The insured person is entitled to two main types of benefits under the National Insurance Law in the event of work injuries or disease:

Benefits in kind

Benefits in kind include medical attention, convalescence facilities, and medical and vocational rehabilitation.

Medical attention includes hospitalization, medications and supply, repair and replacement of orthopaedic and therapeutic appliances. The medical attention in general is provided to the extent necessitated by the work injury and its effects during the life of the insured. In fact, the medical attention is supplied on behalf of the Institute by the approved Sick Funds, recognized as approved medical service. Vocational rehabilitation is provided by the Institute either directly or through the services of other bodies.

Benefits in cash

Injury allowance: This is payment for a period of incapacity to work as a result of work injury, for a maximum period of 182 days beginning the day after the injury, calculated by day, on the basis of 75% of wages liable for insurance contributions in the quarter-year prior to the injury. The daily injury allowance has a maximum limit (see table 1).

Table 1. Recipients of work injury benefits in Israel


Dependants’ pension1

Permanent disability pensions1

Injury benefits1



Number of days paid for

Number of injured
























































































































































1 For disability and dependants’ pension, the annual figure is the number of recipients in April for each year. For injury benefits it is the total number of recipients during the year.

2 As of 1980, the annual figure given under payment disability pensions is a monthly average of recipients.

Injury allowance is not paid for the first two days after the day of injury, unless the injured person was not capable of working for at least 12 days.

Work disability benefit (work disability pension): This covers those with a disability of 20% and over—a monthly pension according to the degree of medical disability, at a rate proportionate to wages and degree of disability. Recipients of disability pensions who belong to low-income groups receive an additional “income support” supplement (see table 1).

Work disability grant: This covers those with a disability of 5 to 19%—a one-time grant equivalent to the daily injury allowance 21 ´ the percentage disability.

Special pension: This covers those with a disability of 75% and over, and those with a disability of 65 to 74% who have difficulty in walking; provides financial aid for personal expenses and transportation, up to a maximum determined by law.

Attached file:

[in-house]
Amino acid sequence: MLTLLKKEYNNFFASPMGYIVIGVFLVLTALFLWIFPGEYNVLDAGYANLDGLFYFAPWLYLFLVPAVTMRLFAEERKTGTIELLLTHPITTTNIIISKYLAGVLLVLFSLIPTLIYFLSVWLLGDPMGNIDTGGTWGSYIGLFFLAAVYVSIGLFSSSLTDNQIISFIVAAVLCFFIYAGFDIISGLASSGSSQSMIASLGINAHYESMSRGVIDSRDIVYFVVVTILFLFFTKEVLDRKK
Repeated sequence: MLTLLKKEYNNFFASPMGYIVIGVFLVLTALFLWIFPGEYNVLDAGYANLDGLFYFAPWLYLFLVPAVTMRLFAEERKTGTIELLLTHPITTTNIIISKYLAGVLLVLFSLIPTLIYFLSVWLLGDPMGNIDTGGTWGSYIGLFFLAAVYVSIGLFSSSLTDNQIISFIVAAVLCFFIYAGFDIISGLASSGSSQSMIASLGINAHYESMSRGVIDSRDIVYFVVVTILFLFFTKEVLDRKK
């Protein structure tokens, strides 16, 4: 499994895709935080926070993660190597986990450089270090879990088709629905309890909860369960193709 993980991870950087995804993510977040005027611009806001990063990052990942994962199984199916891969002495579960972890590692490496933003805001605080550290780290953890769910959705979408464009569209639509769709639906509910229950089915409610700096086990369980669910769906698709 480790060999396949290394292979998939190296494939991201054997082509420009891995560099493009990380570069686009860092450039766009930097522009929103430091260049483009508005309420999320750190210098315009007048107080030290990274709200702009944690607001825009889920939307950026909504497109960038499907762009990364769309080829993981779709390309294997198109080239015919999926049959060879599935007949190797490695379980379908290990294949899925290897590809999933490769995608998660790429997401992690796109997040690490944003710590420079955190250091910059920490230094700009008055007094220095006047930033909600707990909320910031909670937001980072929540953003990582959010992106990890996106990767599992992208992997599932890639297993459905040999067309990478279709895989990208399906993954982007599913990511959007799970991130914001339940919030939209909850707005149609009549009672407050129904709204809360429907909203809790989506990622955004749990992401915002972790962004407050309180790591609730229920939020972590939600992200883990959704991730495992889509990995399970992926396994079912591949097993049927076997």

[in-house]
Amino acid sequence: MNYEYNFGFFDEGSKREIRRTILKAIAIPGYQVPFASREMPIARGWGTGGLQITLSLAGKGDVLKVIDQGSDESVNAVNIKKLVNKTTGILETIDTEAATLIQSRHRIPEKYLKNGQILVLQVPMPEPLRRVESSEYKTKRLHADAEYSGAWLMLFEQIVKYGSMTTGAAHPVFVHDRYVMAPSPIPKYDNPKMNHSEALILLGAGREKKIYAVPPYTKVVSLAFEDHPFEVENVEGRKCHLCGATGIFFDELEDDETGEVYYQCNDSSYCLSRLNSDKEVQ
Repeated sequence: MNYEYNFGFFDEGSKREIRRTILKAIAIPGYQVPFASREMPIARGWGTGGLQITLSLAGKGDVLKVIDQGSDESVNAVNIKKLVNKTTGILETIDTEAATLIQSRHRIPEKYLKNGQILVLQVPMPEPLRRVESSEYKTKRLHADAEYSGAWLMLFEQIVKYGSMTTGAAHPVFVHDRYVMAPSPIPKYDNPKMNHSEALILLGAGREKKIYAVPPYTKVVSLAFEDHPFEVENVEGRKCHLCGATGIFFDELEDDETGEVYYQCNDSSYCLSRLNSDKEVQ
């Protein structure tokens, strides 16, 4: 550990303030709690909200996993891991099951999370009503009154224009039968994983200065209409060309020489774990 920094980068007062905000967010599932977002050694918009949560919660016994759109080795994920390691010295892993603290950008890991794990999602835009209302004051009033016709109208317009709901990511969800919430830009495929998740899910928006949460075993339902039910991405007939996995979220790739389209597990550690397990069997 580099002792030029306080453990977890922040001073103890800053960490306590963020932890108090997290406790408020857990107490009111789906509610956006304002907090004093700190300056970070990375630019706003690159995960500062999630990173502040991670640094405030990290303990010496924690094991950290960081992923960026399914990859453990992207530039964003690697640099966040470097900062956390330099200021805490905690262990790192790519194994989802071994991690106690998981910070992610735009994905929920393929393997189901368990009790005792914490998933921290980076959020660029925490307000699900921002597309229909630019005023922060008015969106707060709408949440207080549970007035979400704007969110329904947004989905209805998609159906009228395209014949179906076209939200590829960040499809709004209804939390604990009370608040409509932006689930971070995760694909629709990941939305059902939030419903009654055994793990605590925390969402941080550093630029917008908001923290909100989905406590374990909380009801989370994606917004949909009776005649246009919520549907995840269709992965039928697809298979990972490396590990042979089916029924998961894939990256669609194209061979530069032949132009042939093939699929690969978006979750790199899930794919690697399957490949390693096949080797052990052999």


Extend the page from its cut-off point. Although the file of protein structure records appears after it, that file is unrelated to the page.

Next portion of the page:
Special grant: This covers those with a disability of 75% and over, and those with a disability of 65 to 74% with difficulty in walking; provides aid in purchasing a car (under special conditions), aid in solving housing problems and acquiring special accessories needed due to the disability.

Vocational rehabilitation payment: This covers aid in diagnosis and professional guidance, rehabilitation allowance during period of studies (as a supplement to disability pension) and various expenses connected with studies, such as travel, tuition and learning materials; in special cases, a grant is given for the purchase of work tools.

Benefits to dependants

Dependants’ pension: This amounts to 40 to 100% of the full pension that the insured person would have been entitled to, had he or she been 100% disabled—taking into consideration the number of children. Recipients of dependants’ pensions who belong to low-income groups receive an additional “income support” supplement (see table 1).

Dependants’ grant: This goes to a widow who has no children at home and who was not yet 40 years of age upon the death of the insured spouse—a grant equivalent to 36 months of dependant’s pension.

Marriage grant: This goes to a widow or widower who remarries—a grant equivalent to 36 monthly pension payments, paid in two instalments—the first one right after remarriage, the second two years after remarriage (right to survivor’s benefit expires).

Vocational rehabilitation: This covers vocational studies, in the form of vocational training, payment of maintenance allowance during period of study, and various expenses connected with studies.

Maintenance allowance for orphans: This goes to a child who spends most of his or her time studying in high school or in vocational training—9% of the average wage as it was on 1 January, subject to a means test of the parent. Maintenance allowance is updated by the rate of the compensation paid in the course of the year.

Bar-Mitzvah grant: This goes to a boy reaching the age of 13 and a girl reaching the age of 12, at the rate of 2/3 of the average wage as it was on 1 January, updated by the rate of the compensation paid in the course of the year.

Grant following decease: At the decease of a disabled person who had a disability of 50% or over, to whom a disability pension had been paid, or at the decease of a disabled person who was at least 65 years of age (man) or 60 years of age (woman), or at the decease of a person who had received a dependant’s allowance—a lump sum equal to the average wage as it was on 1 January preceding the day of decease, updated by the rate of the compensation paid in the course of the year, to the spouse of the deceased (or in absence thereof, to child). To recipients of income supplement, the grant is equal to 150% of the average wage as stated.

Other aspects


The main scope of the Employment Injuries Insurance is to advance the welfare of the injured persons by encouraging them to return to work. Therefore the Institute supports the services of vocational rehabilitation to the disabled persons with a medical disability of 10% or more. Furthermore, the disabled is entitled to any extra income from work without affecting his or her right to the disability pension from the Institute.

Extension of coverage

As mentioned above, persons insured by the Institute include those who are not workers in the narrow meaning of this word, such as self-employed, vocational trainees and so on.

Description of the system